Here in the heart of the summer, staying cool and swimming go hand in hand. Be it at a lake, beach, or simply a neighbor’s pool, there are hidden dangers which could make your weekend in the water not-so-enjoyable, and we aren’t talking sharks here.
Starting in your neighborhood pool or water park, the parasite crypto is a common infection. It is spread through the feces of infected animals, including humans. It takes only 10 crypto parasites to get sick, and a sick person sheds 10 to 100 million per bowel movement. Its tough outer shell makes it resistant to chlorine.
Hot water is not safe either. The average hot tub or Jacuzzi runs about 102 degrees F, not hot enough to kill germs. This temperature breaks apart chlorine, making hot tubs hard to disinfect. A common infection for hot tubbers is pseudomonas, a bacteria that gets into hair follicles. It creates a red, itchy rash, especially in areas covered by your swimsuit. The bacteria can also infect the ear, leading to painful and itchy “swimmer’s ear” that children get. The hot tub is also a common place to get infected with legionella. This affects your airways, leading to Pontiac fever or Legionnaires’ disease. It ranges from fever and muscle aches to coughing and shortness of breath. Most cases subside without treatment.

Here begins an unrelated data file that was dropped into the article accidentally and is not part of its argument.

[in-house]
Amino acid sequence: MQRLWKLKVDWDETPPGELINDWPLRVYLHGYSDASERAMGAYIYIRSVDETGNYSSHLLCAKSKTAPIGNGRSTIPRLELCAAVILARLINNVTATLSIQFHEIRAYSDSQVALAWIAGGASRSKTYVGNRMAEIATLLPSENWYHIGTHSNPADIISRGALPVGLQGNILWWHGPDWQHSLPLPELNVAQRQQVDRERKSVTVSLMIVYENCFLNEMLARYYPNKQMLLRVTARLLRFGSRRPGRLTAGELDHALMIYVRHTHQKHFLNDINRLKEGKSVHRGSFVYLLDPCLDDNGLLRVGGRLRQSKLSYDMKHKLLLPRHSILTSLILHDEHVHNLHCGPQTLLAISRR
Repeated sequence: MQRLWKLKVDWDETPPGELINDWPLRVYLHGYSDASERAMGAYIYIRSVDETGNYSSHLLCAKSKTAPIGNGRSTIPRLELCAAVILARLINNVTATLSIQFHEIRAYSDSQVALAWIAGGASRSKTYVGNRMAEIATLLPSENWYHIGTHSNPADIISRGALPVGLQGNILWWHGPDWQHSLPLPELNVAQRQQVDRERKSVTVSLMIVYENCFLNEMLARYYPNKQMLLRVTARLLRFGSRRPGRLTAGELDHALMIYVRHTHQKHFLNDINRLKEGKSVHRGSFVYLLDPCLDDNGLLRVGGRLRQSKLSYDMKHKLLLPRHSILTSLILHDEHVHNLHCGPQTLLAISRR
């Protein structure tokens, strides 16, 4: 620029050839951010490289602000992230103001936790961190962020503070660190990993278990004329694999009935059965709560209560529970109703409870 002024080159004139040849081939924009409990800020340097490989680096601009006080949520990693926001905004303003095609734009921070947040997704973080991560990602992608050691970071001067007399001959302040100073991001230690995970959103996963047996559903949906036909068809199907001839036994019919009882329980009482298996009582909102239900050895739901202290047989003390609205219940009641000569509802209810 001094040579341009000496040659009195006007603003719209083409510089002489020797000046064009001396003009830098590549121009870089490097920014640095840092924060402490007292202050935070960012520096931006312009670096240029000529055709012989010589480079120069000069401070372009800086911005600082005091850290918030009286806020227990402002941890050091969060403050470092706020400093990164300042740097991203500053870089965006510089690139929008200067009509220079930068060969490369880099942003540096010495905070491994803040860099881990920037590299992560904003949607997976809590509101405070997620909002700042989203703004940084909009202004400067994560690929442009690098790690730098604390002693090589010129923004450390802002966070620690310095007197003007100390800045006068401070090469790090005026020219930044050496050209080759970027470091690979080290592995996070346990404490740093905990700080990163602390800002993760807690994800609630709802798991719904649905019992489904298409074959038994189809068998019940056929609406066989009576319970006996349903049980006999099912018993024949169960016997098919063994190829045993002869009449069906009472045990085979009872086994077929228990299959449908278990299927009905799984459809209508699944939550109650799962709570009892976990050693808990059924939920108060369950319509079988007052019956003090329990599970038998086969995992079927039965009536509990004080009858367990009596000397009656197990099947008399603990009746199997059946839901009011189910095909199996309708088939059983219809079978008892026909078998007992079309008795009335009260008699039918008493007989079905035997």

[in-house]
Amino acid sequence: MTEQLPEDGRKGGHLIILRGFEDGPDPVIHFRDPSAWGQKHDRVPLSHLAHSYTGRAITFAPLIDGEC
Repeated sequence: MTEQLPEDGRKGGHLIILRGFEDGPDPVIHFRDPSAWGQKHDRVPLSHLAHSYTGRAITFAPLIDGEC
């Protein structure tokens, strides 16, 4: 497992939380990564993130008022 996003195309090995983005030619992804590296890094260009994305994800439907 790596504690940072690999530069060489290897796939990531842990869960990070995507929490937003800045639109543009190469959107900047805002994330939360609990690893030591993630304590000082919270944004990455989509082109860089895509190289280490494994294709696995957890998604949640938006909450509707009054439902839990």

When venturing to the lake or beach, avoid swallowing water. Shigella bacteria causes 500,000 cases of diarrhea in America each year. Other symptoms include fever and pain. Most shigella strains are treatable with antibiotics. Norovirus can be mistaken for the “stomach flu”, with a bad case of diarrhea and vomiting. It takes only a few microscopic viruses to get sick. There is no vaccine for norovirus.
The blue-green bacteria that line beaches and lakes during the summer carry toxins that are harmful upon contact, leading to skin, eye, and throat irritation of swimmers. Swallowing this can cause headaches and vomiting. There are no treatments for cyanobacteria, but symptoms are manageable.
Naegleria fowleri, commonly known as the “brain-eating amoeba” lives in warm fresh water. They infect when water goes up the nose, triggering headache, fever, seizures, and coma. Over 97 percent of people infected will die. Fortunately, only three or four people get infected each year.
To prevent these nasty microbes from ruining your family summer vacation, follow these few tips. Don’t swim at the beach right after a rain. If you have a cut, open wound or have had diarrhea in the past two weeks, stay out of the water. The CDC recommends showering before swimming and reapplying sunscreen every hour after using the restroom. Be careful not to swallow water and dry off the ears well. If you own a pool or hot tub, check chlorine and pH levels twice a day, as per CDC guidelines.
Wosen, Jonathan. “Forget sharks: 7 things in the water swimmers should actually fear.” Health. STAT, 21 Jul 2017. Web. 23 Jul 2017.